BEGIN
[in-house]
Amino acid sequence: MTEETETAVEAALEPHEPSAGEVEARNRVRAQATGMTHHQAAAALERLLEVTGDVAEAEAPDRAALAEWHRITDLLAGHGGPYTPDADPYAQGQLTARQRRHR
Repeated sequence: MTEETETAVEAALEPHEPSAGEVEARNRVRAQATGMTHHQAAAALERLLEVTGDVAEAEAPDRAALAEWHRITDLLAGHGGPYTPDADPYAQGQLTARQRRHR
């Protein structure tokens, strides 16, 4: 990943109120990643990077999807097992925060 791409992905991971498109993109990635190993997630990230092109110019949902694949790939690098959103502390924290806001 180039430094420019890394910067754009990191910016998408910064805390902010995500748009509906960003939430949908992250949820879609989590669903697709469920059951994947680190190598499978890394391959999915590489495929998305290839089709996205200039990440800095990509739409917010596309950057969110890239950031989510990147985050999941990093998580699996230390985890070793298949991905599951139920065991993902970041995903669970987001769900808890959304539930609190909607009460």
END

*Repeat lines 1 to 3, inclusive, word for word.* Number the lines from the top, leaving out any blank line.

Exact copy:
[in-house]
Amino acid sequence: MTEETETAVEAALEPHEPSAGEVEARNRVRAQATGMTHHQAAAALERLLEVTGDVAEAEAPDRAALAEWHRITDLLAGHGGPYTPDADPYAQGQLTARQRRHR
Repeated sequence: MTEETETAVEAALEPHEPSAGEVEARNRVRAQATGMTHHQAAAALERLLEVTGDVAEAEAPDRAALAEWHRITDLLAGHGGPYTPDADPYAQGQLTARQRRHR